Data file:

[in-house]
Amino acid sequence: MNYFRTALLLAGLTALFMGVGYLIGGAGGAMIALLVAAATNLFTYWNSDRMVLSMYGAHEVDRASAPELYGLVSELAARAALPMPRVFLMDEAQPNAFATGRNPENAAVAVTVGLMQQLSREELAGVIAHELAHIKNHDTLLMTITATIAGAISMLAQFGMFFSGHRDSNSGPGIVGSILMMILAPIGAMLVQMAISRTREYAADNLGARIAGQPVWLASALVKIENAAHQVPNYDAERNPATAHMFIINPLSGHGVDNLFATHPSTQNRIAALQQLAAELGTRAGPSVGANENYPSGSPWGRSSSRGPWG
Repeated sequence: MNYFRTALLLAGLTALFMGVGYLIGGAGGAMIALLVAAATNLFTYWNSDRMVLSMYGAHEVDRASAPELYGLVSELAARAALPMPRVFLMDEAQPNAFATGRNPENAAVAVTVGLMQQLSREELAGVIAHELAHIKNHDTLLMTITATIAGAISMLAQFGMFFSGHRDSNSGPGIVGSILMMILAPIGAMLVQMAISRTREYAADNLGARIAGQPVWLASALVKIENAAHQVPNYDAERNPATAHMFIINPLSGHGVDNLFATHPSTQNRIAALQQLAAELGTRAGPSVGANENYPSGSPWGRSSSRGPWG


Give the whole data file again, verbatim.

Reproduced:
[in-house]
Amino acid sequence: MNYFRTALLLAGLTALFMGVGYLIGGAGGAMIALLVAAATNLFTYWNSDRMVLSMYGAHEVDRASAPELYGLVSELAARAALPMPRVFLMDEAQPNAFATGRNPENAAVAVTVGLMQQLSREELAGVIAHELAHIKNHDTLLMTITATIAGAISMLAQFGMFFSGHRDSNSGPGIVGSILMMILAPIGAMLVQMAISRTREYAADNLGARIAGQPVWLASALVKIENAAHQVPNYDAERNPATAHMFIINPLSGHGVDNLFATHPSTQNRIAALQQLAAELGTRAGPSVGANENYPSGSPWGRSSSRGPWG
Repeated sequence: MNYFRTALLLAGLTALFMGVGYLIGGAGGAMIALLVAAATNLFTYWNSDRMVLSMYGAHEVDRASAPELYGLVSELAARAALPMPRVFLMDEAQPNAFATGRNPENAAVAVTVGLMQQLSREELAGVIAHELAHIKNHDTLLMTITATIAGAISMLAQFGMFFSGHRDSNSGPGIVGSILMMILAPIGAMLVQMAISRTREYAADNLGARIAGQPVWLASALVKIENAAHQVPNYDAERNPATAHMFIINPLSGHGVDNLFATHPSTQNRIAALQQLAAELGTRAGPSVGANENYPSGSPWGRSSSRGPWG